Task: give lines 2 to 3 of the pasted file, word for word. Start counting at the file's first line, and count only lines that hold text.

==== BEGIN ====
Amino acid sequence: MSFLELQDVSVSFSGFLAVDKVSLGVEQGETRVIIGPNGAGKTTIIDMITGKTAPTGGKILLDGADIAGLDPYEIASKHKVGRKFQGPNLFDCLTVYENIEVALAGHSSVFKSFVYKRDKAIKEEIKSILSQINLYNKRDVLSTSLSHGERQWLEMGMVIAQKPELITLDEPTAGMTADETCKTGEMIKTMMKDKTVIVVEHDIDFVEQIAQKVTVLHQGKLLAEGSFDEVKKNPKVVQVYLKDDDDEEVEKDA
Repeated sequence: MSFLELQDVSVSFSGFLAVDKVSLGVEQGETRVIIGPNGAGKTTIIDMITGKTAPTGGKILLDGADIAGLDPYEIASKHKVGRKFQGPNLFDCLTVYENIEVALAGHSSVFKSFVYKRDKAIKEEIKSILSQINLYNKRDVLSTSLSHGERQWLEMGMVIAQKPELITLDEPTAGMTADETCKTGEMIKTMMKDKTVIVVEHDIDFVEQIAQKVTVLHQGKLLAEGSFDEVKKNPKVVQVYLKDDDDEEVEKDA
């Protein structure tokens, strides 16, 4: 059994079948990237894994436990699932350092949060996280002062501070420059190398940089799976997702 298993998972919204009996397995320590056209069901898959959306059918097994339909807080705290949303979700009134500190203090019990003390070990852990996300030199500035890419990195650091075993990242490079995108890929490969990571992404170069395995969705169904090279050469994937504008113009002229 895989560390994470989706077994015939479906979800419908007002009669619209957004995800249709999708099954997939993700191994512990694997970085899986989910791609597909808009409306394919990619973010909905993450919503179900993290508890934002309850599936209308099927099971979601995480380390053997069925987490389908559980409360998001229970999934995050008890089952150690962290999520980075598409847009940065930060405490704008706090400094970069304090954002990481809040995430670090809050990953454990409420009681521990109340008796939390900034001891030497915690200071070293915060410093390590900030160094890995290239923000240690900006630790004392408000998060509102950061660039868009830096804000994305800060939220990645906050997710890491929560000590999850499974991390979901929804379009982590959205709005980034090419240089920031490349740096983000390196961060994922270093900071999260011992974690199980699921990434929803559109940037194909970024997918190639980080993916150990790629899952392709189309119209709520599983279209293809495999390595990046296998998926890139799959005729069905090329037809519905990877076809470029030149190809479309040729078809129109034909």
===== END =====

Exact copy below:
Repeated sequence: MSFLELQDVSVSFSGFLAVDKVSLGVEQGETRVIIGPNGAGKTTIIDMITGKTAPTGGKILLDGADIAGLDPYEIASKHKVGRKFQGPNLFDCLTVYENIEVALAGHSSVFKSFVYKRDKAIKEEIKSILSQINLYNKRDVLSTSLSHGERQWLEMGMVIAQKPELITLDEPTAGMTADETCKTGEMIKTMMKDKTVIVVEHDIDFVEQIAQKVTVLHQGKLLAEGSFDEVKKNPKVVQVYLKDDDDEEVEKDA
């Protein structure tokens, strides 16, 4: 059994079948990237894994436990699932350092949060996280002062501070420059190398940089799976997702 298993998972919204009996397995320590056209069901898959959306059918097994339909807080705290949303979700009134500190203090019990003390070990852990996300030199500035890419990195650091075993990242490079995108890929490969990571992404170069395995969705169904090279050469994937504008113009002229 895989560390994470989706077994015939479906979800419908007002009669619209957004995800249709999708099954997939993700191994512990694997970085899986989910791609597909808009409306394919990619973010909905993450919503179900993290508890934002309850599936209308099927099971979601995480380390053997069925987490389908559980409360998001229970999934995050008890089952150690962290999520980075598409847009940065930060405490704008706090400094970069304090954002990481809040995430670090809050990953454990409420009681521990109340008796939390900034001891030497915690200071070293915060410093390590900030160094890995290239923000240690900006630790004392408000998060509102950061660039868009830096804000994305800060939220990645906050997710890491929560000590999850499974991390979901929804379009982590959205709005980034090419240089920031490349740096983000390196961060994922270093900071999260011992974690199980699921990434929803559109940037194909970024997918190639980080993916150990790629899952392709189309119209709520599983279209293809495999390595990046296998998926890139799959005729069905090329037809519905990877076809470029030149190809479309040729078809129109034909």